The newest episode of the Democracy in Question podcast, hosted by Central European University (CEU) President and Rector, Shalini Randeria, features Ricardo Regatieri who is Professor of Sociology at the University of Bahia in Brazil. He's one of the leaders of the research group on social theories, modernities, and colonialities at his university. He was both a Visiting Fellow at the Albert Hirschman Centre on Democracy at the Graduate Institute in Geneva, and at the IWM in Vienna, two institutions that have also played a major role in the development of this podcast.
Ricardo has published widely on critical social theory, modernity, coloniality, democracy, and authoritarian politics, and his latest research project investigates the challenges of dependency and coloniality to democracy, and to political stability in Brazil within the capitalist world system. The elections in Brazil this October provide a timely opportunity for us to address several questions about Brazilian democracy.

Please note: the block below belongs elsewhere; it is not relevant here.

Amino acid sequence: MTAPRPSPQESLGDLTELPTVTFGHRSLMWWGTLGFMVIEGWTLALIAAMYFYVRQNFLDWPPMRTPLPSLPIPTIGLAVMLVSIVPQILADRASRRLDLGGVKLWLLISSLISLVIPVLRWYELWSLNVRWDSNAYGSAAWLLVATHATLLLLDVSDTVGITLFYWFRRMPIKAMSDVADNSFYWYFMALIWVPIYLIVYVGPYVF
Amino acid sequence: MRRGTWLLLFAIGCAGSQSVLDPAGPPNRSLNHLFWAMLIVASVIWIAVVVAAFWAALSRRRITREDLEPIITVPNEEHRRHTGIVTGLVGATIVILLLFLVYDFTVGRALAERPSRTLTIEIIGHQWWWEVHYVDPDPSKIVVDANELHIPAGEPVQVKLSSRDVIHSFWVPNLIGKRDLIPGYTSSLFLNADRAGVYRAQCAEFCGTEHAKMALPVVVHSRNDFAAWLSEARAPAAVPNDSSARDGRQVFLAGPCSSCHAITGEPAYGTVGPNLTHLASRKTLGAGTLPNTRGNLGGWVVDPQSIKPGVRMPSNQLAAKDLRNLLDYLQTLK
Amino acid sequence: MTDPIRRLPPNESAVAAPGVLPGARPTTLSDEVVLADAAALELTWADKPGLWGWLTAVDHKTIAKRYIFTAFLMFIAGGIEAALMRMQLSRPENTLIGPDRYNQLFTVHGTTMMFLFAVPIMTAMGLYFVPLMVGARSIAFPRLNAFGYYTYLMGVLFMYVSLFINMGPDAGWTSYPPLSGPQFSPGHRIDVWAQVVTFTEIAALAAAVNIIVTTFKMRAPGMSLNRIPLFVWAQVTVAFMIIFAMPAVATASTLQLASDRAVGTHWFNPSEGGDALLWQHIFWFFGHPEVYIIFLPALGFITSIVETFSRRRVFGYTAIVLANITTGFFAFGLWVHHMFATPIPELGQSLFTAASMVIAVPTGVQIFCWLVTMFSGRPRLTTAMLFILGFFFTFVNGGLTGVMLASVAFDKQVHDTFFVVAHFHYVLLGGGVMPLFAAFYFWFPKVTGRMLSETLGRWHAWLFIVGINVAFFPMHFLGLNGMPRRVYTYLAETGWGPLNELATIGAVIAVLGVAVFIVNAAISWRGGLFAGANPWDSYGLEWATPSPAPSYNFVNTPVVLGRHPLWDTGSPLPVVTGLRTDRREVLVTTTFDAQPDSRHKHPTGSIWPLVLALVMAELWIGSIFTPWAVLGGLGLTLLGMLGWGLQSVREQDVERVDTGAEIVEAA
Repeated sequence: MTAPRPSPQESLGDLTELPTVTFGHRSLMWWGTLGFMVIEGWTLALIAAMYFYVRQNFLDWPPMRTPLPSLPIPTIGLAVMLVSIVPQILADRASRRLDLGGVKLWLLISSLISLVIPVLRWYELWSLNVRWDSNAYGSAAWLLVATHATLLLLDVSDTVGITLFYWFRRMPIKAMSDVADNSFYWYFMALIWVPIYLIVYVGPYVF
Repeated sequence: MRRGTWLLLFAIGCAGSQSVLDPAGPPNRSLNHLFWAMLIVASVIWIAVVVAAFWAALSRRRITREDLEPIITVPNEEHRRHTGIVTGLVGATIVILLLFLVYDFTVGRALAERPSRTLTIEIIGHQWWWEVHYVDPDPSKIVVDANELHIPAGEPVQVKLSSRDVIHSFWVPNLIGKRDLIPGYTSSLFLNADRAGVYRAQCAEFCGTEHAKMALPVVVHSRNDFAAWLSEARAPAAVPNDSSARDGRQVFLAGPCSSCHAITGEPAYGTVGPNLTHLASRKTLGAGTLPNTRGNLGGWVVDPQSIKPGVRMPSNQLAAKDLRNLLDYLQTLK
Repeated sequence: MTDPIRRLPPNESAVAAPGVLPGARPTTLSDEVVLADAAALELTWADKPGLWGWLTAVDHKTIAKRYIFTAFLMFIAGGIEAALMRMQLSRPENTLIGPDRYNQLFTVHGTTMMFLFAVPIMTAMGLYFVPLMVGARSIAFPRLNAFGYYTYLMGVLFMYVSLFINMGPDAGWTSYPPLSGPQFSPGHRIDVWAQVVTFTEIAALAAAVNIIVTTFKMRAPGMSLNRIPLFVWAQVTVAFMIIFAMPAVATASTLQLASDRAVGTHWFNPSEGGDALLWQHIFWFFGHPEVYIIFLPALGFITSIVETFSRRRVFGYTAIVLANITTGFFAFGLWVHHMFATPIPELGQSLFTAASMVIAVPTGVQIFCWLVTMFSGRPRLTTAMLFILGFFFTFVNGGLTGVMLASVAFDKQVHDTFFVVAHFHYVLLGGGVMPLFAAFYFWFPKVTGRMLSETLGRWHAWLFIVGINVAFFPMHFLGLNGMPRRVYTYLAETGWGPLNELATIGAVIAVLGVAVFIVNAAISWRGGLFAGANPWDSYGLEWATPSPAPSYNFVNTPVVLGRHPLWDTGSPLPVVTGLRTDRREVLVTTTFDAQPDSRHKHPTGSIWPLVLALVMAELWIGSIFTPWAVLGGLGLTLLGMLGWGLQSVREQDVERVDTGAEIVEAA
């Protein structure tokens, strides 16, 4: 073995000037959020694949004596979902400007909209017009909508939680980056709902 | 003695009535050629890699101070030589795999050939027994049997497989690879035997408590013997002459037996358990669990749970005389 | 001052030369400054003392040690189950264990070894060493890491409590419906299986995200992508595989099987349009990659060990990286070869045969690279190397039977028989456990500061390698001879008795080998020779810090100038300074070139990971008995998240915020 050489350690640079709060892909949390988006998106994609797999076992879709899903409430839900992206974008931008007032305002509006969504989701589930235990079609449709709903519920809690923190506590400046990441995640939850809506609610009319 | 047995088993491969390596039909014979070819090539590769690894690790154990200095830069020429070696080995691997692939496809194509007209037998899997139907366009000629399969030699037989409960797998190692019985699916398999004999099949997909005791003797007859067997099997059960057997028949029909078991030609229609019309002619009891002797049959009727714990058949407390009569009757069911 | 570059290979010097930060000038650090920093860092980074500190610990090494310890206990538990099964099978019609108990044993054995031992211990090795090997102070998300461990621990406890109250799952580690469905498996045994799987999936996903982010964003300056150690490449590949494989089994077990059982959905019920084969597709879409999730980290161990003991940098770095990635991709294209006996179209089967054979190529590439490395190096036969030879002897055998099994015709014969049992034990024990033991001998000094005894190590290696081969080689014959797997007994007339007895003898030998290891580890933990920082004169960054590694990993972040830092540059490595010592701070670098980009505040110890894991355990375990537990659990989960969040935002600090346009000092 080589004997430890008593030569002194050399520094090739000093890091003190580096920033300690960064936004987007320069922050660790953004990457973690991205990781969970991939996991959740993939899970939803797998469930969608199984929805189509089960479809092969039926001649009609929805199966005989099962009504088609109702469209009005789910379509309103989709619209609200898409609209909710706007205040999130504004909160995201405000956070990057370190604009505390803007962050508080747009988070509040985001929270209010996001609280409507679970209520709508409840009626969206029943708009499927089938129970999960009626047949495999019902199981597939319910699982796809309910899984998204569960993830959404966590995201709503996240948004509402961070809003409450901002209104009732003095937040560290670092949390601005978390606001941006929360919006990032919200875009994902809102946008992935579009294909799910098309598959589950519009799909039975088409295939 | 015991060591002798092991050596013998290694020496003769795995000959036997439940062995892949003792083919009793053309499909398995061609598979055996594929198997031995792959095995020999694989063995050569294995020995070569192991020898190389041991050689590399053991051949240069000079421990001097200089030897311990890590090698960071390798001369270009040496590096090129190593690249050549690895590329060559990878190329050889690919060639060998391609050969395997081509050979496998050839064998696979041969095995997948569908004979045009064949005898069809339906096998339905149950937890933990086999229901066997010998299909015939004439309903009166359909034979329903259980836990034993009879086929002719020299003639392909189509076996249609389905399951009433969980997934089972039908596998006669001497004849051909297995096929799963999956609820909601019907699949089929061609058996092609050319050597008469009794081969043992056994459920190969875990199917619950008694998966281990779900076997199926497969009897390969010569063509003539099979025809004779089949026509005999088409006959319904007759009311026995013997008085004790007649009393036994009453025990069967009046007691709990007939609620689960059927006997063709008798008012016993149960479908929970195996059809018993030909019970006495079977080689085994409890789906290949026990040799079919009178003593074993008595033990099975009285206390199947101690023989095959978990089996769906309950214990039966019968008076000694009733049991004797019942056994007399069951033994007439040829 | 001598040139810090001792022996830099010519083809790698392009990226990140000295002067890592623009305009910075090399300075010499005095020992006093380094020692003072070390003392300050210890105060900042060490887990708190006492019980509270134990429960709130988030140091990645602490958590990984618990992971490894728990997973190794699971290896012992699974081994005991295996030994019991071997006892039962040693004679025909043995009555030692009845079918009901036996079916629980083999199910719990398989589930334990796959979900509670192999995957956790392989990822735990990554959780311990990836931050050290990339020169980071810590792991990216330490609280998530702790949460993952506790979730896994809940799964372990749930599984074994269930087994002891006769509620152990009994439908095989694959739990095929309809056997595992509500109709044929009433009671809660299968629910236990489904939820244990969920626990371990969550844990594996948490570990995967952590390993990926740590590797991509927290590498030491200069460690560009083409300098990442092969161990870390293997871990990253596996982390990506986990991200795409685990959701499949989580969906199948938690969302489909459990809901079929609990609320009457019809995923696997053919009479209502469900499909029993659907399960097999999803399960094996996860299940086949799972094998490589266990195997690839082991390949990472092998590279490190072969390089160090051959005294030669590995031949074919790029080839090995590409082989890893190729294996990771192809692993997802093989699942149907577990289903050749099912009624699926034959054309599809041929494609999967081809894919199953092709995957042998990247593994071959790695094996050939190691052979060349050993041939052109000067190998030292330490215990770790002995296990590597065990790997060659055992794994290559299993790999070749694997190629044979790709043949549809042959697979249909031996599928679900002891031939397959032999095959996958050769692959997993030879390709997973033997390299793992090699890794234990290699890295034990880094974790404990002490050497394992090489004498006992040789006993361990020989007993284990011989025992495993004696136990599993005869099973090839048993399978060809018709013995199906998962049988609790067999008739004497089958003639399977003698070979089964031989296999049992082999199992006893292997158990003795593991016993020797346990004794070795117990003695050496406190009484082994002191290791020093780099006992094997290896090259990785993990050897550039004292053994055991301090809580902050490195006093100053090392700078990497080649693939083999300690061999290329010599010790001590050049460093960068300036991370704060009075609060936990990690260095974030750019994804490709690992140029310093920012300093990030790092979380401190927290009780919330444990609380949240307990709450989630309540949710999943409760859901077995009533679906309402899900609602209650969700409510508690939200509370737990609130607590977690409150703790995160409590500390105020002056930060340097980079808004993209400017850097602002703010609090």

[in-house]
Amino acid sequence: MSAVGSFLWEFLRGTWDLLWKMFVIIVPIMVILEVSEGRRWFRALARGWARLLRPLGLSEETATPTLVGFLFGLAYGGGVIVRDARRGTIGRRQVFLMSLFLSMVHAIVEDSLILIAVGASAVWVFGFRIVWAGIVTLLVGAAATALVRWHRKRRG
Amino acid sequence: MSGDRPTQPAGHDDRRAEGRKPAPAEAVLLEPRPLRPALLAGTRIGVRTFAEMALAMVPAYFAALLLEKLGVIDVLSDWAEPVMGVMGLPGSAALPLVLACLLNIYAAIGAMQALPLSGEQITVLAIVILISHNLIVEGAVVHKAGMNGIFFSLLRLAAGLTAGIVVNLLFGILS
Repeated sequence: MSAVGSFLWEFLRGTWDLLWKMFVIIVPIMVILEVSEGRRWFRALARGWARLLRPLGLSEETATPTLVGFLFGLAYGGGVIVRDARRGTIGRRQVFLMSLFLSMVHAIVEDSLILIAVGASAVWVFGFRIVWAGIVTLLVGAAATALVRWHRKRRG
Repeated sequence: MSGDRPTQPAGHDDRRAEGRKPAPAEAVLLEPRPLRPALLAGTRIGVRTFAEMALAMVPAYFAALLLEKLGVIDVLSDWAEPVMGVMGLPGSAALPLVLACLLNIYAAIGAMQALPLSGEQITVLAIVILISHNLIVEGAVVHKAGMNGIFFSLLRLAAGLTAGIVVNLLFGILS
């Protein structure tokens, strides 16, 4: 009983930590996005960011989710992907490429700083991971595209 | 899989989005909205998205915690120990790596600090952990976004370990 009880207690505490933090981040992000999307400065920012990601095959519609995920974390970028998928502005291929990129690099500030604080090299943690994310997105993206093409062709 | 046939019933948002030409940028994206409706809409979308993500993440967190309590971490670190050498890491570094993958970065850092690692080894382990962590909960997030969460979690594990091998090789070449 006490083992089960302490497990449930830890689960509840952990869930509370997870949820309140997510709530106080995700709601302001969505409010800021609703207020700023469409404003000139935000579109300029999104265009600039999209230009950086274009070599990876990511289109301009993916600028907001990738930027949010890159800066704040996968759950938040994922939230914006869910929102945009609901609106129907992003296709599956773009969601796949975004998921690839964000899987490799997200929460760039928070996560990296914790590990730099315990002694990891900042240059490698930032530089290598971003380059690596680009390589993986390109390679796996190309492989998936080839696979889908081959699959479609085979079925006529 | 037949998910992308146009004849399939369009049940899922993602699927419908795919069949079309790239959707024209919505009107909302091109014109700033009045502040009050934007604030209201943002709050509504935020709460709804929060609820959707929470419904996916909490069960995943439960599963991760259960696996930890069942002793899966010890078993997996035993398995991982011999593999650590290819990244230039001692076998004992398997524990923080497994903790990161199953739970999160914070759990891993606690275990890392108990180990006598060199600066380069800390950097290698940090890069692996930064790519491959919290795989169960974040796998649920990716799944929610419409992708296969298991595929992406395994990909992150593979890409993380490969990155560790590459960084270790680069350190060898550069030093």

In this episode "Brazilian Elections: Bolsonarism and Its Aftermath" published December 7, Shalini and her guest discuss how Bolsonaro may have lost the elections by a relatively narrow margin, but the ominous legacy of his regime must be adequately understood to counter authoritarian populist threats. They focus on the characteristics of Bolsonarism, if one may call it that as well as its sociocultural, historical, and economic underpinnings. Furthermore, on how the success of an extreme authoritarian figure like Bolsonaro has been enabled by, and in turn, has also reorganized the political field in Brazil. This raises questions about the trajectory of the left, represented by PT, ‘The Workers' Party’, led now to victory by President-elect Lula. Not only does Lula's return to power mark a fresh start for democracy in Brazil, but it comes at a time of major geopolitical transformations as well.